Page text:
New Volkswagen Polo GTI 2018 review

Following the glut of new superminis released earlier in the year, it’s now time for a new tranche of small hot hatchbacks. Arriving just in time for Christmas is the new 2018 Volkswagen Polo GTI – and it’s bucking the trend.

That’s because as most rivals – including the forthcoming Ford Fiesta ST – use downsized engines, the GTI’s motor has grown. Over the last three generations the power unit has swelled in size from 1.4 to 1.8 litres, and now this car is sporting the same sized 2.0-litre four-cylinder turbo motor as it’s Golf GTI big brother. However, with only 197bhp it’s not quite as potent – but then the Polo is a smaller, lighter car, so there’s still plenty of performance.

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DSG dual-clutch automatic models will hit the UK first in May next year, while manuals will arrive later. Although pricing and specs haven’t been confirmed, the auto will cost around £1,500 more than the standard Polo GTI’s likely price tag of just under £20,000.

It’s this model we’re testing here, and while it’s not the most involving option, a 0-62mph time of 6.7 seconds is impressive nonetheless. But in this class, where a level of engagement matters so much, going against cars such as the Peugeot 208 GTi by Peugeot Sport, the slightly sterile nature of the GTI’s performance is a little disappointing.

We can’t argue with the raw numbers, or the level of grip on offer, however. The GTI sits 15mm lower than the standard Polo, and there’s also an optional Sport Select Chassis that adds adaptive dampers. The car’s new MQB A0 small car platform means it feels more similar to the Golf than ever, offering plenty of stability that inspires confidence and lets you place the car on the road exactly where you want it.

The familiar 2.0-litre motor serves up 320Nm of torque from just 1,500rpm, so there’s plenty of performance low down in the rev range. However, it does feel like it’s been reigned in so as not to step on its more powerful (and more expensive) sibling’s toes. In this DSG version, the step between second and third means the powertrain doesn’t feel as snappy as it might with a manual box, either.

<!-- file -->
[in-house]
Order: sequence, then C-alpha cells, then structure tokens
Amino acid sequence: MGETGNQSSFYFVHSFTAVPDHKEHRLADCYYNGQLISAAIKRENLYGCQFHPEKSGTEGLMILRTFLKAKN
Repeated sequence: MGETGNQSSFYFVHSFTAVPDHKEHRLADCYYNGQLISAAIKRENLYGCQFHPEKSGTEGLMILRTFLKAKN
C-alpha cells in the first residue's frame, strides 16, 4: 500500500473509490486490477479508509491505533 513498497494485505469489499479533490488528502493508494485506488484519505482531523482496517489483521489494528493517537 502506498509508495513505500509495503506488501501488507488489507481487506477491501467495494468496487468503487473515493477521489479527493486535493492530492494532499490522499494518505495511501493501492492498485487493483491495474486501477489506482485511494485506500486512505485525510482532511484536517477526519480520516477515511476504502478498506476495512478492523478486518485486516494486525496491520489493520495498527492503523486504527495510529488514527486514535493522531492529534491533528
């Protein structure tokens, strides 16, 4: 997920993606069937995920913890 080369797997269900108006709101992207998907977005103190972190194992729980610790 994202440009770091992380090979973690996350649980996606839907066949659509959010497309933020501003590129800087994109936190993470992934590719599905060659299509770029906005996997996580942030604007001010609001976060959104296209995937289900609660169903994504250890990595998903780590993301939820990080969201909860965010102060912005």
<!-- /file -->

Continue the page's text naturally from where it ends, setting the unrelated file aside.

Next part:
The transmission itself shifts swiftly enough, although it’s a little clunky at low speed. But it makes the process of going quickly in the Polo GTI impressively easy.

There’s no limited-slip differential unfortunately, and in practice we found the GTI could do with one. Even with the XDS electronic differential lock doing its best to stop wheelspin, the inside front tyre does tend to scrabble for traction on the way out of corners.

The chassis retains its composure in a bend, though. It doesn’t feel too nose heavy, with the rear axle keying into the ground to provide some extra cornering performance.

Body control is good in the sportier chassis setting, but at a more leisurely pace and even in the car’s Normal mode, the damping still feels quite firm. That may be down to the optional 18-inch wheels, so we’ll wait to see whether it can cut it with the best-riding cars in the class when it hits the UK.

A hot hatch has to be many things to many people; it has to be rapid and practical – and with a 351-litre boot (unchanged over the normal Polo and not far off the larger Golf’s 380 litres), it scores well on the second front, too. The five-door body means access to the rear is easy, and there’s plenty of space back there thanks to the new platform.

In the front, the checked cloth sports seats offer enough support, while the infotainment setup is carried over from the standard Polo. That means there’s either a 6.5 or eight-inch touchscreen with sat-nav, and plenty of other smartphone connectivity.

It’s the debut of VW’s new second-generation higher-resolution Active Info Display digital dials that’s bigger news, though. It’s a nice high-tech touch that fits with the 2018 Polo GTI’s more mature image.

There’s more advanced kit available, too, with LED headlights and adaptive cruise with stop and go function both featuring. Emergency braking with pedestrian detection and blind spot assist are standard, so the GTI offers plenty of safety as well.

With claimed fuel economy of 47.9mpg and CO2 emissions of 134g/km for this DSG model, it balances the impressive performance figures with a strong efficiency, too.

But while all these factors matter, the primary focus for a hot hatch like this has to be fun, otherwise you’d buy a standard Polo instead. As capable as it is, it’s a shame the GTI doesn’t offer a little more of this.

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